Sponsored: Clerk Chelsey Richard Napoleon announces FREE subscriptions to the Remote Access system including civil records and land records
Clerk Chelsey Richard Napoleon announces FREE complimentary subscriptions to the Remote Access system, including civil records and land records. This will allow the public the flexibility of anytime, anywhere and anyplace access to information in both the Civil and Land Records divisions. Current subscribers will receive a complimentary extension. Members of the Louisiana Bar can electronically file (E-File) civil pleadings using the Remote Access system. Note that if you created an account previously, it has been reactivated at no cost.
By Danae Columbus, opinion columnist
Although he has yet to formally signal whether he will seek re-election in the fall of 2020,
District Attorney Leon Cannizzaro gave a rousing address about New Orleans’ many crime problems and potential solutions to a packed crowd of Second Amendment supporters at the Home Defense Foundation’s meeting earlier this week. Attendees included New Orleans independent police monitor Susan Hutson. “We have a crime problem in the city of New Orleans,” said Cannizzaro who has worked in criminal justice for more than 40 years. “Since I first became an assistant district attorney in 1978, I’ve never seen crowds as were gathered at Hynes School in January and at the Jewish Community Center. People are upset.”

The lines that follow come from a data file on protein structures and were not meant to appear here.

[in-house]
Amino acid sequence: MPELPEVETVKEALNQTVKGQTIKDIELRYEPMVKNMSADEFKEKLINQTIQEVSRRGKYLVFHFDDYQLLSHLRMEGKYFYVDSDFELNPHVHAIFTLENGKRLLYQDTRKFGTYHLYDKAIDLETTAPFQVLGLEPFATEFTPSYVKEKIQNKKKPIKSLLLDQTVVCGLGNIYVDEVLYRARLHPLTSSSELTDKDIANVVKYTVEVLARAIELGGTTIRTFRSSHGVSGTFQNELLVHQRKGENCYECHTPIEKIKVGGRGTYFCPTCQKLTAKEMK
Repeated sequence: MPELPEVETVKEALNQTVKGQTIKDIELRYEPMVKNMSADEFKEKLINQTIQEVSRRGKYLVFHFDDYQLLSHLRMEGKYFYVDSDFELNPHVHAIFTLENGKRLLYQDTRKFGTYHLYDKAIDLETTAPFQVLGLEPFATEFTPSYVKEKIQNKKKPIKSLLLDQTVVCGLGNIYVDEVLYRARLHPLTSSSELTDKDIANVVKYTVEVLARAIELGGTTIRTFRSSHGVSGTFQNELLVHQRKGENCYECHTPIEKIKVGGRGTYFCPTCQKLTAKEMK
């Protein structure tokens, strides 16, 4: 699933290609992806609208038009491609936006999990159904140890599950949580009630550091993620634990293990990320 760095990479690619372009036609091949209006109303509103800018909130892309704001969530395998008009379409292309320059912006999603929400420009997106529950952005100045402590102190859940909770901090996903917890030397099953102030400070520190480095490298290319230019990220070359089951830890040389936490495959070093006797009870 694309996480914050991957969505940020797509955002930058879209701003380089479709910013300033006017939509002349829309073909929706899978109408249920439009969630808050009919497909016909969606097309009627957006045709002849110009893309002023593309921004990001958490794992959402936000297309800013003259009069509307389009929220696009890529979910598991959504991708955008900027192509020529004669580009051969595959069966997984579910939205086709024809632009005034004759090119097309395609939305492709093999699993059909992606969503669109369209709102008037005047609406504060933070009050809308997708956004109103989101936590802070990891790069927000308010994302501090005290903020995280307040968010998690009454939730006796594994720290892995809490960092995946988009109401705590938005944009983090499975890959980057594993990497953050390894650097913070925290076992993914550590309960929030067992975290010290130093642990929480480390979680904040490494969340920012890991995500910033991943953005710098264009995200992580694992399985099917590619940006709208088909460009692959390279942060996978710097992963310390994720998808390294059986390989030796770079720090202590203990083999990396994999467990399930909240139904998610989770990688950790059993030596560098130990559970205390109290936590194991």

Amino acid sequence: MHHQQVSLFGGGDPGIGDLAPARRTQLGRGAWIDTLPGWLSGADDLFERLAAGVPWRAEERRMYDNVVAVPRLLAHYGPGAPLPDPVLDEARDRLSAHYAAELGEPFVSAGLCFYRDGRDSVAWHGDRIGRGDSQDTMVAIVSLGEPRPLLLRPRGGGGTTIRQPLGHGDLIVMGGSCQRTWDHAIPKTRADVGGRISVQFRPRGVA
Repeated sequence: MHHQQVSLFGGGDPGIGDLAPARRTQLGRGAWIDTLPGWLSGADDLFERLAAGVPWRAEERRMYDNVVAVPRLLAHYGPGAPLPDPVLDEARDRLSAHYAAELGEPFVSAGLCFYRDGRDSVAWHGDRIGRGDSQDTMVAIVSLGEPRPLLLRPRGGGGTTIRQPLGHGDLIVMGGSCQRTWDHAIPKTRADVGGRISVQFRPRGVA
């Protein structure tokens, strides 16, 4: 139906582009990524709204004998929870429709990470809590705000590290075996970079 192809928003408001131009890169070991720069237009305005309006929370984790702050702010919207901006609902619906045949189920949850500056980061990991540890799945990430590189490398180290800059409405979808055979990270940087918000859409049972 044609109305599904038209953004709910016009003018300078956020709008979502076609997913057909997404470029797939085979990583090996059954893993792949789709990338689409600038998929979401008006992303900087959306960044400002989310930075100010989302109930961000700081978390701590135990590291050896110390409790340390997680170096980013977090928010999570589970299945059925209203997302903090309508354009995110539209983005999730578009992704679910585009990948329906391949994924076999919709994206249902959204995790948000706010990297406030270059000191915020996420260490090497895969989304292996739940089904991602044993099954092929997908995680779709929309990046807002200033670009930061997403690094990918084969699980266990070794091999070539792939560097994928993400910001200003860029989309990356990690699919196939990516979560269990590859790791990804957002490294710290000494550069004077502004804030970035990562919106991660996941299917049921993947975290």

Cannizzaro told attendees that a significant part of the problem can be blamed on former Mayor Mitch Landrieu, who set in motion the current police manpower shortage by failing to prioritize classes for new recruits during his first term.
By Sue Strachan, Uptown Messenger